The Murderess was first published in 1902 (this translation by Peter Levi appeared in 1983), and is widely acknowledged to be the masterpiece of Greek novelist Alexandros Papadiamantis. It is a sad and simple story that mingles elements of folk tale, realism and romanticism. An elderly peasant woman called Janis Frankissa (but more often referred to in the narrative as Frankojannou, or Old Hadoula) lies awake in her married daughter’s house on the island of Skiathos, where she is tending to her sickly newborn granddaughter. She thinks back over a gruelling life (‘she had never done anything except serving others’), reflecting on the lot of women in Greek society and the pressure placed on the families of poor women by the need to come up with a dowry. As the night wears on, she begins to think that it might be better for everyone if her granddaughter were to die from her illness. If the child survives, it will only be ‘to be tortured and to torture us’. By the time dawn arrives and the child seems capable of making a recovery, Frankissa is almost delirious with lack of sleep. Even if the novel had been given a different title, we would know from its earliest pages where it was heading; nevertheless, the murder itself, described with calm and simplicity, is horrifying when it comes:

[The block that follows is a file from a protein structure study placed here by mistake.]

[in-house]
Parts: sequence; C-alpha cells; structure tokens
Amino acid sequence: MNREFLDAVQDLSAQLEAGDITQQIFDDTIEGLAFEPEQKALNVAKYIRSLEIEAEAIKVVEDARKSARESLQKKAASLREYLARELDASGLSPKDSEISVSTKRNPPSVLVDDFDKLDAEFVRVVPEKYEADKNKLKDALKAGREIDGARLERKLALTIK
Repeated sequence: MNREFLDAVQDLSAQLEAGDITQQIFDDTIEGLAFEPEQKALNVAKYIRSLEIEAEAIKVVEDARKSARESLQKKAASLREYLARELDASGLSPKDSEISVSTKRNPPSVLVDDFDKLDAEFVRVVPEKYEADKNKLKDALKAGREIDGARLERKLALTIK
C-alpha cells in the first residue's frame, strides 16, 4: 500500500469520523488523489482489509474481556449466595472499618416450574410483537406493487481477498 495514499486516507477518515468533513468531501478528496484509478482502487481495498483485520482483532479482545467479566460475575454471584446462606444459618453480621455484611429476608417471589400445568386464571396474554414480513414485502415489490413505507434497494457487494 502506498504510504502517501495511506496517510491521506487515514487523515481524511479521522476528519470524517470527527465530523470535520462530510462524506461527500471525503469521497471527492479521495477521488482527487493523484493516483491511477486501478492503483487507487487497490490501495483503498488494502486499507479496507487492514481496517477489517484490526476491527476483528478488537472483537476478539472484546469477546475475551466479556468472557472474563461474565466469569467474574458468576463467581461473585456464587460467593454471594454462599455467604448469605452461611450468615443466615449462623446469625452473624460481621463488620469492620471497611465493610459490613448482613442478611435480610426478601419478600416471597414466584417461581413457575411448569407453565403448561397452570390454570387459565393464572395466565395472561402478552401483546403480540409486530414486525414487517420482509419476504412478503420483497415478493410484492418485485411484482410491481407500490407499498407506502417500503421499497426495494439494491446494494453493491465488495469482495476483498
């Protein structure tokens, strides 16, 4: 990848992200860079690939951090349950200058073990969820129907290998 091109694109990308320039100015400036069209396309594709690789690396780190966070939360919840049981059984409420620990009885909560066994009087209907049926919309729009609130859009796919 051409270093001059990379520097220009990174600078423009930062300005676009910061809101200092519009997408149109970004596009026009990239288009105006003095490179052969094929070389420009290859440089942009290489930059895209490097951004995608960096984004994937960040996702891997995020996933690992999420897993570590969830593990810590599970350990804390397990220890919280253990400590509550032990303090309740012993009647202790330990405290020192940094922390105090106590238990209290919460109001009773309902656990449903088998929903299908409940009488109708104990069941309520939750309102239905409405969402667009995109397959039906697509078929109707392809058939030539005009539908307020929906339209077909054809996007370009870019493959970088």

She kept her fingers there a long time. Then she withdrew them from the little mouth, which had ceased to breathe, and pulled at the baby’s throat, and squeezed it for a few minutes.
That was all.
But Frankissa’s story does not end there. What comes